Regulators on both sides of the Atlantic are now reviewing GW Pharmaceuticals’ cannabinoid Epidiolex as a potential treatment for seizures associated with Lennox-Gastaut syndrome (LGS) or Dravet syndrome.

The submissions to the European Medicines Agency and the US Food and Drug Administration contain data from clinical trials showing that Epidiolex (cannabidiol) cut the monthly seizure rate in patients with these conditions, both rare and difficult to treat forms of childhood-onset epilepsy.

In one study, patients with LGS taking Epidiolex saw a median reduction in monthly seizures of up to 42 percent compared with a 17 percent drop for placebo.

In another involving children with Dravet syndrome, five percent became seizure free while taking the drug compared to none in the placebo arm, and patients also had a significantly greater median reduction in convulsive seizures (39 percent) compared to placebo (13 percent).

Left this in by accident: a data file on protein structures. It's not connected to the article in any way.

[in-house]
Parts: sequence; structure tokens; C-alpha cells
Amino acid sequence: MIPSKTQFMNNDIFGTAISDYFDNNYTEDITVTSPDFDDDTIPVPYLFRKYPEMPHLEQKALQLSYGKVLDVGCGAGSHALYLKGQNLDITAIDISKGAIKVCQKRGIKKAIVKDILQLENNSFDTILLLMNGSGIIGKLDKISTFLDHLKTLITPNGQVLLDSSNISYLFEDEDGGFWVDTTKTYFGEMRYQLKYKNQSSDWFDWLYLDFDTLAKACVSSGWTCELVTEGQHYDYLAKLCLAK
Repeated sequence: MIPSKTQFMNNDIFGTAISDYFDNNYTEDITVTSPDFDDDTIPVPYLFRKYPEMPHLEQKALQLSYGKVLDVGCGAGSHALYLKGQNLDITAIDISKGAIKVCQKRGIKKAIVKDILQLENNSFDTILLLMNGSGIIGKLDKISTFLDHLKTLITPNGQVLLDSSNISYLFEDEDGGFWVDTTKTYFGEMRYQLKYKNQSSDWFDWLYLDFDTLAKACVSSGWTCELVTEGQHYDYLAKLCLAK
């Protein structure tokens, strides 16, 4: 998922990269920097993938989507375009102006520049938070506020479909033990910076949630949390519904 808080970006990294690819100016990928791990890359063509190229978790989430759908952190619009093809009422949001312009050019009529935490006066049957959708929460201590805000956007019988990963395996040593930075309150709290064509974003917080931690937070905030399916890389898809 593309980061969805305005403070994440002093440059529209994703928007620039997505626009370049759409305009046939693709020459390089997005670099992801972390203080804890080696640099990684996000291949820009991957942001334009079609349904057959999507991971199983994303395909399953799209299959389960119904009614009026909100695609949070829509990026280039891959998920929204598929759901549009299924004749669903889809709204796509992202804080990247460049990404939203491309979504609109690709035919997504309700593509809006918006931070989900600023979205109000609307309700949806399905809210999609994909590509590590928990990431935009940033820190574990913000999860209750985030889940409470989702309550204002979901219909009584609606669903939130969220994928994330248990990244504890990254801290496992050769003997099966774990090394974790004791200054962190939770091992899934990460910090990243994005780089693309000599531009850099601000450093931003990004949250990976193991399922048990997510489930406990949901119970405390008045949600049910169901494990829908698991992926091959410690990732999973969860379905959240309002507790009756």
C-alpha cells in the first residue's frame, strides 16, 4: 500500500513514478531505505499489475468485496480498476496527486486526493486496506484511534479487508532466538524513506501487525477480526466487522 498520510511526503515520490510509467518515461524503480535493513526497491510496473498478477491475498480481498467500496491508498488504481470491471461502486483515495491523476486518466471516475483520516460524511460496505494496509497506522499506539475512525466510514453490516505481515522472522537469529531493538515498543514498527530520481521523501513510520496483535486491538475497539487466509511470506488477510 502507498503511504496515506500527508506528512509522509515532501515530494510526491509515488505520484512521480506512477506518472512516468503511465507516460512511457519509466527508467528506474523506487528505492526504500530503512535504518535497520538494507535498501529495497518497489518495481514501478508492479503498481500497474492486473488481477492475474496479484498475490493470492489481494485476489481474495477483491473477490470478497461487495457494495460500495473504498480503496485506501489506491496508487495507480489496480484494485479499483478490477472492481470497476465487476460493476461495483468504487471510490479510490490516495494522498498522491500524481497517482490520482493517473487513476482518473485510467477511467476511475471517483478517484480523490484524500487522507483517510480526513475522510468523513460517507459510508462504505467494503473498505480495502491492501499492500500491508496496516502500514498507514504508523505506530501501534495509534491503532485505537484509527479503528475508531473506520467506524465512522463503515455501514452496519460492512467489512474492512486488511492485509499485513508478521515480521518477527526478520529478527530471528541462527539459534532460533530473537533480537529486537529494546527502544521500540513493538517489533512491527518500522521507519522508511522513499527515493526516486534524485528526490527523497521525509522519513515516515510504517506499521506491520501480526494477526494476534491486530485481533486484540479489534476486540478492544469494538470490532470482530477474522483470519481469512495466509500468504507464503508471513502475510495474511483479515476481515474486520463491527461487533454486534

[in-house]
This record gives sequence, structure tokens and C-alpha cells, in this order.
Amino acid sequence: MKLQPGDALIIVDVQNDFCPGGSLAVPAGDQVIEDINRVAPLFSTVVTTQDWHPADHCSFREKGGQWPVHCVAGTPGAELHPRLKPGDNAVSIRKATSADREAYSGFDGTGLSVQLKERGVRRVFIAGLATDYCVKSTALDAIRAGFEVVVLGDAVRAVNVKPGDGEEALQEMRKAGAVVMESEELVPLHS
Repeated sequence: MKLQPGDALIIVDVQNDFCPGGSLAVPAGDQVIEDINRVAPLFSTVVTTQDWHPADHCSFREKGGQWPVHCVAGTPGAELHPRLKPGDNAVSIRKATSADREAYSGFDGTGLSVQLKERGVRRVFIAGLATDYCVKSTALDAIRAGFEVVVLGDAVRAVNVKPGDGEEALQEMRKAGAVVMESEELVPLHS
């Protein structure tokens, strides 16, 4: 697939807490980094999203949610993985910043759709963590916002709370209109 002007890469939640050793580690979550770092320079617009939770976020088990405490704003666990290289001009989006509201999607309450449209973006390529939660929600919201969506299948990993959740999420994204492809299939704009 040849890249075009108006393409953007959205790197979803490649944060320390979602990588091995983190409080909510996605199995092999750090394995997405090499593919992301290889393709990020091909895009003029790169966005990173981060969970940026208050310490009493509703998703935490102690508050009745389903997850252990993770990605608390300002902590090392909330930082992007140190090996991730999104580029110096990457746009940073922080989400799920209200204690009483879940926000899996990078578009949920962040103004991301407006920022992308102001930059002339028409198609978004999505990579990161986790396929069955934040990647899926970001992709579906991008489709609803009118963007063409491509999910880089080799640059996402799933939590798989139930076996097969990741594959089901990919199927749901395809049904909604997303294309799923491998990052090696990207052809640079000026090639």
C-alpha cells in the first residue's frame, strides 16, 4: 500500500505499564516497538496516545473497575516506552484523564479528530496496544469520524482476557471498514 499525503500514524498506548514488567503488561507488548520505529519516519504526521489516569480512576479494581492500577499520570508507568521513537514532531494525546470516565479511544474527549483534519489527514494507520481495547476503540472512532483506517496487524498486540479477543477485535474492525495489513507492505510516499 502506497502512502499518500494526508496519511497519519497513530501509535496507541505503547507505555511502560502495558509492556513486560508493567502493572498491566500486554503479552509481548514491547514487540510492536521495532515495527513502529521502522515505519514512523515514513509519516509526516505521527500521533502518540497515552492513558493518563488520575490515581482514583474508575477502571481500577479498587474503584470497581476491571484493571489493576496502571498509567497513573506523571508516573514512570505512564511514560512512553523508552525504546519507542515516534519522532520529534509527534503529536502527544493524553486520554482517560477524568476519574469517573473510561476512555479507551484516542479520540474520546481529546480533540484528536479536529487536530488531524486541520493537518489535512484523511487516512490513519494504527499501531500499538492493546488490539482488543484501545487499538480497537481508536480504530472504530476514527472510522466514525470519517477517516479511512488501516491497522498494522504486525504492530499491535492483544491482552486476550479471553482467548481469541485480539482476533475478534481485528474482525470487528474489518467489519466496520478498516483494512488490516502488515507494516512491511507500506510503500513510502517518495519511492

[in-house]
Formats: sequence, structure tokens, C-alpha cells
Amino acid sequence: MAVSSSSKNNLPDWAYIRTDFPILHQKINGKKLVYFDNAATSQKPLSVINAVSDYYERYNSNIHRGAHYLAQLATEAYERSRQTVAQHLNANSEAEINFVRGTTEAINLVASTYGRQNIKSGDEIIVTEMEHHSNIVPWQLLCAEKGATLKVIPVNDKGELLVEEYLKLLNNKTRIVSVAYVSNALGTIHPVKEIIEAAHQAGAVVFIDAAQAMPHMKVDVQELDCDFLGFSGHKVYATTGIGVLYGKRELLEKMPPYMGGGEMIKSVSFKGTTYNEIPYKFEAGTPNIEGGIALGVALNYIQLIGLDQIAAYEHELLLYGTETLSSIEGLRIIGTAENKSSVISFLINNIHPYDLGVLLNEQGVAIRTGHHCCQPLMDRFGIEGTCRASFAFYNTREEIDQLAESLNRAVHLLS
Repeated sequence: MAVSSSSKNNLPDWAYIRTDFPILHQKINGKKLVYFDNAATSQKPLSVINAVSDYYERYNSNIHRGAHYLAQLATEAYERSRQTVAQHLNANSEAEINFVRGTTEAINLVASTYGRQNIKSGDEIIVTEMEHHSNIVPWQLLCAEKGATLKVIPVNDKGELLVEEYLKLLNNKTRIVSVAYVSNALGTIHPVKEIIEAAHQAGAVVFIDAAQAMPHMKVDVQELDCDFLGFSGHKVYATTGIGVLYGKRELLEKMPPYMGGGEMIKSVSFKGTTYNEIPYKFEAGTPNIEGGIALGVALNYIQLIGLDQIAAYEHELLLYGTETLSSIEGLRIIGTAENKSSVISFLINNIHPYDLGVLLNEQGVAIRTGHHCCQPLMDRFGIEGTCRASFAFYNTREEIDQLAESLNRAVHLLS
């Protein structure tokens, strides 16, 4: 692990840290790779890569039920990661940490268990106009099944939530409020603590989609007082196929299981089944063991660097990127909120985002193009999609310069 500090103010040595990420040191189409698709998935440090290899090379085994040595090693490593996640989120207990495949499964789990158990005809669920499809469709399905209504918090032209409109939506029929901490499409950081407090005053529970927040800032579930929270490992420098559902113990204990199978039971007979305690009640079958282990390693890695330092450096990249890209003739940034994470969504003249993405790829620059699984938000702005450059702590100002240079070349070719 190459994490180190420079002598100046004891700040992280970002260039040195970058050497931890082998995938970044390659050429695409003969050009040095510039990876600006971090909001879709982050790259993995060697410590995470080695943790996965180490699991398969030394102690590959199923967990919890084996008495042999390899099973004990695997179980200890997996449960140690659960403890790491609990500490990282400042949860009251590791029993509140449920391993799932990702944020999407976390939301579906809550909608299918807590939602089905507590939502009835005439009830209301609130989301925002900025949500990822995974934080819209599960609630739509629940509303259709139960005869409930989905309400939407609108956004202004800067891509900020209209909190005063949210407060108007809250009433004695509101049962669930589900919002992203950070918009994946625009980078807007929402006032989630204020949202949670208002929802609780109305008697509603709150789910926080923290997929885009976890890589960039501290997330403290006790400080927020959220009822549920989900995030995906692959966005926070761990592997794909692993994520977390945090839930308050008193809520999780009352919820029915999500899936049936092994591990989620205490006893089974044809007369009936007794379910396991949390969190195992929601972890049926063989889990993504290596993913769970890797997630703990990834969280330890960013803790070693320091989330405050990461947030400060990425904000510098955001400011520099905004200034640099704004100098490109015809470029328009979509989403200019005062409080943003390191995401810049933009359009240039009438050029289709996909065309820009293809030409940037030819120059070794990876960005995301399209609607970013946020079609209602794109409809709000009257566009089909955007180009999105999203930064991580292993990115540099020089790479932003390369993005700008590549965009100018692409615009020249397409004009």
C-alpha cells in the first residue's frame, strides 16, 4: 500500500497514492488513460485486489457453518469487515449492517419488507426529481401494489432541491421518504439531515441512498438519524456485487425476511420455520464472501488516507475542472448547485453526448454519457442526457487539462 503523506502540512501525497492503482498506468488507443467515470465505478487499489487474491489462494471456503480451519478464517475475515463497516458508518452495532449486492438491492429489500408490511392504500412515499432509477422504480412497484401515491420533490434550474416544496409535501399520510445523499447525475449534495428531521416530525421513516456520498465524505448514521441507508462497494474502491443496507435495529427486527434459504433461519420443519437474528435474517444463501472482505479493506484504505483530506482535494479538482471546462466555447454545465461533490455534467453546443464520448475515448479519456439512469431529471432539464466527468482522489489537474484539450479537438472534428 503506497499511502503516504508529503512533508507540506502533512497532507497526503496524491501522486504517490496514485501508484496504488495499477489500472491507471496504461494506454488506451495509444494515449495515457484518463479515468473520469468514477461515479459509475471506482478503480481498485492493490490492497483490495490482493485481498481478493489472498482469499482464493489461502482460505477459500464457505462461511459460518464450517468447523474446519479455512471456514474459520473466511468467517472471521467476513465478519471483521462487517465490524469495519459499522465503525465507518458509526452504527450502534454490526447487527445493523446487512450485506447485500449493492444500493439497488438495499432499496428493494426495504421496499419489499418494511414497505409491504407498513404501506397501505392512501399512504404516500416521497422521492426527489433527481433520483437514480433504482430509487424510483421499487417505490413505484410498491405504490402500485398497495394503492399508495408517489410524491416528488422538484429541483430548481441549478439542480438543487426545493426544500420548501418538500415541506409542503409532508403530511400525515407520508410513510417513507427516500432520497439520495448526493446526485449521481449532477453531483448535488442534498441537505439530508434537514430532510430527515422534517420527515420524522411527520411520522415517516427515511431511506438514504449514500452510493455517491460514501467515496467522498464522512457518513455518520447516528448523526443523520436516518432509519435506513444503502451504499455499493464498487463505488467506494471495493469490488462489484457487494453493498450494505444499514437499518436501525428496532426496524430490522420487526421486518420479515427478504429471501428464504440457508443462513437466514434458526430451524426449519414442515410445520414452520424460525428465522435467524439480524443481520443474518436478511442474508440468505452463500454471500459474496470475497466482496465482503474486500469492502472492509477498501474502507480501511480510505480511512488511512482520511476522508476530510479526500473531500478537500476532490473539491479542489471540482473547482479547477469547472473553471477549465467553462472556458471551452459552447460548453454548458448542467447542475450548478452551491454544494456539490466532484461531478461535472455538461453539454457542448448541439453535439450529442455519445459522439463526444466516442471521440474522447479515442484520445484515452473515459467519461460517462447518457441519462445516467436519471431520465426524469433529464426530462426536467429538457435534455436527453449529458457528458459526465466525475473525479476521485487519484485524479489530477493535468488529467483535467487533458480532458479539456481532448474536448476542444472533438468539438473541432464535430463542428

GW has received Orphan Designations from the EMA for Epidiolex for the treatment of LGS, Dravet syndrome as well as West syndrome and Tuberous Sclerosis Complex.

“GW is committed to making Epidiolex available to patients in Europe that struggle with the burden of living with LGS and Dravet syndrome, both very difficult to treat and devastating conditions. We continue to build a commercial infrastructure in Europe in anticipation of future approval and launch,” said Justin Gover, GW’s chief executive.

In the US, the drug has been awarded priority review status, which means the UK-headquartered firm should have an answer on whether it can be marketed in the country by June 27.

“We look forward to working with the FDA during the review process to support the case for approval of Epidiolex so as to provide a much needed new treatment option for patients that suffer from these highly treatment-resistant conditions of childhood-onset epilepsy,” Gover noted.